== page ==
It’s good to put some serious thought into what you should pack for your next cruise. It’s also important to remember there are things you should not even attempt to bring on a ship, even if you think of them as essential to your daily routine. Here’s a look at some of the things you must leave behind as you prepare to cruise.
Perishable food. Delicious meals and snacks abound on
cruise ships, but if you do want to bring a favorite food, be sure it’s
packaged and non-perishable; homemade food and anything that requires
refrigeration may not make it on board.
Liquor. Many cruise lines allow guests to bring a bottle of
wine or two, but any amount of hard liquor (or beer) is usually forbidden.
Fortunately, cruise ships are well stocked with liquor of all sorts, as well as
Candles. Candles with wicks are not allowed due to the risk
of fire (but small, battery-operated tea lights are usually okay).
Small appliances. Small, plug-in appliances can be fire
hazards, so you’ll need to leave your iron, clothes steamer, toaster, coffee
maker, hot plate, slow cooker, air fryer, blender, and other gadgets at home.
Many cruise lines make an exception for curling irons and hair straighteners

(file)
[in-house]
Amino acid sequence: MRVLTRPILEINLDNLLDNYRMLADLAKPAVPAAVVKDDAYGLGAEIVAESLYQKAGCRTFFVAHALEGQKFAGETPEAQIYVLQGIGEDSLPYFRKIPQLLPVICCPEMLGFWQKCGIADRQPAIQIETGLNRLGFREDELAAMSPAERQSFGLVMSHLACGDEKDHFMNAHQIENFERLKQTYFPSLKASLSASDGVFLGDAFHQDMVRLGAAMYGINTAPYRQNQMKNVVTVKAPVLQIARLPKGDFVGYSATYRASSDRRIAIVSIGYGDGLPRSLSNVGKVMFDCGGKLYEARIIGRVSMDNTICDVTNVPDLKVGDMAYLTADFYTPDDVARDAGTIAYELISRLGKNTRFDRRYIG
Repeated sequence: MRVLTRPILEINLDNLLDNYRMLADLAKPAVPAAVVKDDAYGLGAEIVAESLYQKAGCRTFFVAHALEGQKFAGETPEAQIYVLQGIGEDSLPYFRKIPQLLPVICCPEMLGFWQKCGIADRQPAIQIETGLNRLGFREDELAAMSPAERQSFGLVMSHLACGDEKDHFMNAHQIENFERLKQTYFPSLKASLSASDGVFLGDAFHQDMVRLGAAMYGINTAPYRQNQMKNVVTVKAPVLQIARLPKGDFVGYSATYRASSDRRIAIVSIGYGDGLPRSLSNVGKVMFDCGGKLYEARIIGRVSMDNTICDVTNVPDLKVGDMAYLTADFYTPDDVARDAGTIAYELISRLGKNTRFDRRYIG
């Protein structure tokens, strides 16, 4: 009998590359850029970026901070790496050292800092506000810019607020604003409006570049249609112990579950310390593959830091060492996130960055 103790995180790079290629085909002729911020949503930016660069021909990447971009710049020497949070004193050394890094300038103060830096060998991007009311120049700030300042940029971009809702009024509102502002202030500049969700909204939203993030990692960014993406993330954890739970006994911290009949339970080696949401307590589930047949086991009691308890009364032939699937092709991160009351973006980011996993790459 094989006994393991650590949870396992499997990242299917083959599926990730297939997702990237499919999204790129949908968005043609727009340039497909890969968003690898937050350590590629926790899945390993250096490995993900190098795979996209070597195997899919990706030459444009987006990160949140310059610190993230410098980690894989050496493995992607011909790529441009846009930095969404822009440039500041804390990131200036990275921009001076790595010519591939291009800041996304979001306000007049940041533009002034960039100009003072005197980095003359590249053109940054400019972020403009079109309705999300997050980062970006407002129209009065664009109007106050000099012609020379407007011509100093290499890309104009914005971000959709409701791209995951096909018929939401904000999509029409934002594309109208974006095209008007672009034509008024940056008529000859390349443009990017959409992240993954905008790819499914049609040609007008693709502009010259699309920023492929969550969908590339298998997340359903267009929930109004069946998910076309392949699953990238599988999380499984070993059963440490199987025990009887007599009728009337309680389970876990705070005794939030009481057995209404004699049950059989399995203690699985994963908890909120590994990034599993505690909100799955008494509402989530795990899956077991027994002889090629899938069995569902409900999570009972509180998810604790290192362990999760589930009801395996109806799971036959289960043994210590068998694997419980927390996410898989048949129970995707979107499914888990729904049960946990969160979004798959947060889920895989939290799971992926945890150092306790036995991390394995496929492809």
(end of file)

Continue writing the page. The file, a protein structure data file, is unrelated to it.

(note that most cabin bathrooms are equipped with hairdryers).
Power strips with surge protectors and extension cords.
These are also banned as fire hazards; power strips may be permitted if they
are not equipped with surge protectors.
Weapons, and toys that look like weapons. Don’t bring any
firearms or sharp blades; and leave realistic-looking toy guns, swords, spears, and knives at home, along with fireworks and drones.
Sports equipment. Items like martial arts equipment,
baseball bats, hockey sticks, roller and inline skates, skateboards, and pool
cues won’t be allowed on board.
Communications equipment. It’s fine to bring your mobile
phone, but many ships prohibit items that could interfere with ship
communications, such as ham radios, baby monitors, metal detectors,
communication scanners, and satellite phones.
If you do bring any prohibited items to the cruise ship
dock, they are likely to be confiscated before you’re allowed to board. The
items might be returned to you when you disembark at the end of your cruise,
but it’s best to leave them safely at home.
For more guidance on what to pack for your cruise and what
you should leave behind, talk with Anita, your professional travel advisor.